She came into the meeting and immediately started insulting me, questioning my intelligence/training/qualifications (I have multiple degrees, so naw girl), and (hilariously) calling me a heretic for suggesting Abraham and Moses were in the same category as Jesus. I called the principal into the conference as a witness to both the lesson itself (I was being observed) and as a witness to the meeting.

She railed into him, too, asking how he could possibly think it was alright to allow me to teach such anti-Jesus heresy in his school.

His response?

“Well, I’m Jewish, so there’s that.”

It took everything in me not to piss myself from laughing.

I never had a problem with her again."

6. Disgusting...

"This student (14 male) had long, filthy fingernails. Just gagged me to sit next to him to work on subject matter, but I toughed it out.

An aid helped him clean and trim his nails. Mama comes screaming to school because his long nails made it so much better when he “scratched mama’s back”.


7. Yes, he can…

"A student was reading way behind grade level, but mom thought he was gifted.

Myself and a reading specialist brought an on-grade level reading passage to the conference and had the student read it.

He made 77 errors in a 130 word passage. Mom looked at us and said “see I told you he could read.”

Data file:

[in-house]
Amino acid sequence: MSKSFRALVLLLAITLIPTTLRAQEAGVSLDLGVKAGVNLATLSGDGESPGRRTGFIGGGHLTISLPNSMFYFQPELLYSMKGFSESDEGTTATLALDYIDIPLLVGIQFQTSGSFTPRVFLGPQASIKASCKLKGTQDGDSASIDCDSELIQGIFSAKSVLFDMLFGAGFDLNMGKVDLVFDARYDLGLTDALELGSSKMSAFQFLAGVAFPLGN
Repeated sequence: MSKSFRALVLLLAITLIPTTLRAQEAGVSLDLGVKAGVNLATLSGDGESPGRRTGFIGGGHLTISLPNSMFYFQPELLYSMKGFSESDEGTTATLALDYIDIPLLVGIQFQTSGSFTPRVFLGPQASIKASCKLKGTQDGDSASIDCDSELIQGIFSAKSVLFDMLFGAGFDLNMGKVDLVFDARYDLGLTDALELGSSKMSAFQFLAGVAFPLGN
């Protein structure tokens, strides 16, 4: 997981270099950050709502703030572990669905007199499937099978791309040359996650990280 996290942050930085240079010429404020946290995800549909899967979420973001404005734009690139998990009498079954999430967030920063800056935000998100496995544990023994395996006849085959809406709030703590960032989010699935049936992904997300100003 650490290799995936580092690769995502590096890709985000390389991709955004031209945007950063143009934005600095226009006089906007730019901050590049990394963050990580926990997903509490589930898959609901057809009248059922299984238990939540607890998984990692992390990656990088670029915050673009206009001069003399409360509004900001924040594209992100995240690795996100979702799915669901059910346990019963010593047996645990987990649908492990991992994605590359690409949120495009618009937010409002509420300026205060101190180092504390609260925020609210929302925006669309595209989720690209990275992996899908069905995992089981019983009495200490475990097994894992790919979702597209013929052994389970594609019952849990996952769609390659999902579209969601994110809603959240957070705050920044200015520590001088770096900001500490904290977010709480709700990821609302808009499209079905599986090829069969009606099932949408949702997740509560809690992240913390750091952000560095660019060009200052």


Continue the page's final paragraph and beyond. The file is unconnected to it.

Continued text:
8. The teacher must’ve felt like trash at that moment.

"I’m the student, but this had to be awkward.

In kindergarten, my teacher asked the class what they wanted to be when they grew up. I said a garbage man. Concerned, my teacher met with my parents only to find out that my dad was a garbage man.


9. Why?

"One of my high school English/American history teachers mentioned this once.

He was in a conference with a girl and her father, and the girl had grades good enough that she was going to be the first person in her family to go to college. She was eligible for a ton of scholarships. But, as it stood, she wasn’t going to get any of them because her dad didn’t want to tell anyone what his annual income was."

10. Un poco de español....

"A parent told me I spoke too much Spanish in class. I teach Spanish."

11. In training...

"My sister is a teacher. She was telling me about this mom she had to deal with. The mom would make her daughter drink juice out of a 32oz container, and instructed my sister to give her 3 of these a day. This is a 6 year old.

The mother, at the same time, kept talking about how she’s working with her daughter on her “delayed toilet training.”

My sister tried to explain to this mom, to no avail, that the only reason she’s having such difficulty making it to the bathroom On time is because you’re making her drink nearly 100oz of fluids before the school day is even over."

12. On some weird level, it makes sense…

"I have a few stories, but my favorite happened to a co-worker.

This girl didn’t study and skipped most of the questions on a test. Mom came in to argue about her daughter’s failing grade and said she should only be graded on the questions she did answer, so therefore should have scored a 100 since the few she chose to answer were correct."